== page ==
If we have learned anything this week, it is probably that you should always be careful what you write in your emails.

I suppose in some way we should be grateful that one of the most effective acts of cyber terrorism in recent memory should be so concerned with a relatively trivial Hollywood film. But then, the fact that Sony studios announced it would be pulling comedy The Interview from its release schedule certainly sends a worrying message to any other ambitious hacker out there.

The film, in case you have missed this week’s fuss, concerns an attempt by the CIA to send a hapless talk show host and his producer on an undercover mission to do away with dictator Kim Jong-Un.

Sony has been dying a death of a thousand cuts – or rather leaks – as the hackers released details of behind the scenes discussions, budgetary decisions, upcoming plans and indiscreet – or downright insulting – emails about movie stars Of course, who the hackers are remains a mystery – there is firm speculation that the so called Guardians of Peace are related to North Korea, but no-one seems to have confessed so far. And threats of terrorist attacks over the film seem to have had their intended effect and forced the movie from its release.

Obviously there have been far graver acts of terrorism this week – the despicable school massacre in Pakistan takes that appalling crown – but this just goes to show the power a well aimed hack by faceless cyber-criminals can have.

And this is all over something relatively minor – a comedy film, which will, in itself, have minimal impact anyway.

Of course the real issue is that such actions are an affront to freedom of speech and illustrate the dangers of kowtowing to blackmail. After years of reluctance or steadfast refusal to negotiate with terrorists on any number of issues, it seems momentous – and shocking – that any high-profile organisation should have rolled over like this.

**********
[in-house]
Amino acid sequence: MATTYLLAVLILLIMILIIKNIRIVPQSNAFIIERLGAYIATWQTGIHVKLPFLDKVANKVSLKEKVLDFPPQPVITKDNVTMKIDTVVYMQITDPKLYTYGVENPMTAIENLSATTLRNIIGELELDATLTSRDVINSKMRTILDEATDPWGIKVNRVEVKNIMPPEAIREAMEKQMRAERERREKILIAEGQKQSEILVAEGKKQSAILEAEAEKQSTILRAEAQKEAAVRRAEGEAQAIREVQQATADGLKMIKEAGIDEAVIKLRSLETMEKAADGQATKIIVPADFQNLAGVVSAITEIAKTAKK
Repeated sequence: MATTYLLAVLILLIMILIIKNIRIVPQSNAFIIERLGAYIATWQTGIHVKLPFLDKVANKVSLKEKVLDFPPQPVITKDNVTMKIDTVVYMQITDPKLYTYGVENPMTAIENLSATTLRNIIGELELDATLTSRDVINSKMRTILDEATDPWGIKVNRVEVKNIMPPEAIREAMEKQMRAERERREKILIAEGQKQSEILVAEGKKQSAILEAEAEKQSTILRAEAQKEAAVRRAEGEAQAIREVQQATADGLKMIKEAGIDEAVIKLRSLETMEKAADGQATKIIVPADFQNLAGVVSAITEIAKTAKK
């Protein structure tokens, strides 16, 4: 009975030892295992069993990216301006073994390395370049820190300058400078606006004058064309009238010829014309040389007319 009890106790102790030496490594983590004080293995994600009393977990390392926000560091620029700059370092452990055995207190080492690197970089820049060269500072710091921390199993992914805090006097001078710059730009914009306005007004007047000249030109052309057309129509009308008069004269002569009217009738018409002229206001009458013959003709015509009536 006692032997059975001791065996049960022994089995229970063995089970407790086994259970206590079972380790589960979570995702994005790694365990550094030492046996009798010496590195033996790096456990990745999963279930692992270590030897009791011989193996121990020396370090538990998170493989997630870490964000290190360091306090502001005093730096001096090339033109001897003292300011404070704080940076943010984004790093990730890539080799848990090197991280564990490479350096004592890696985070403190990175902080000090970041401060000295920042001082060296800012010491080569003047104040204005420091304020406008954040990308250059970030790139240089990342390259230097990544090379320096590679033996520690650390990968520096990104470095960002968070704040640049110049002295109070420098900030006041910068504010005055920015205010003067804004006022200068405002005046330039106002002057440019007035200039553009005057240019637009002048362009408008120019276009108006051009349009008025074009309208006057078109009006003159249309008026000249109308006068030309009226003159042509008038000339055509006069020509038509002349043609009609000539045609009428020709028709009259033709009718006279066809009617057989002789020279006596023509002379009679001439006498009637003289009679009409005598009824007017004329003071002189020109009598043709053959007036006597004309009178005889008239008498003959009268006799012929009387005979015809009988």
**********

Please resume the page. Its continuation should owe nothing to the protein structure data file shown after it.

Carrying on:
And has the media been complicit in this by publishing so much of the illegally hacked information? The information is spreading like wildfire across social media, it has been said, so it becomes extremely hard not to report it on news channels. And to do so, it has been said, serves as a wake-up call to the need for cyber-security. Critics suggest it is more about maximising web hits, and it is irresponsible reporting. There are probably elements of truth to all of these suggestions.

Whether the film is any good, of course, remains to be seen (and may remain to be seen for some time). I am just glad the hacking community was not up to the job of derailing the very funny and similarly North Korea-mocking movie Team America a decade or so ago.

Ironically of course, and in the long-term, the move virtually guarantees the film will be seen by more people than it ever would have had this cyber storm not descended. At some point a copy – pirate or otherwise – will doubtless find itself on the web and then be downloaded left right and centre. It has a profile now that no amount of marketing budget could have paid for, making the whole fuss pretty redundant anyway. Of course, that might not do much to recoup Sony’s costs.

But this sets a chilling, precedent, and is a seriously high-profile wake-up call to the power cyber-criminals can wield in our online-reliant world.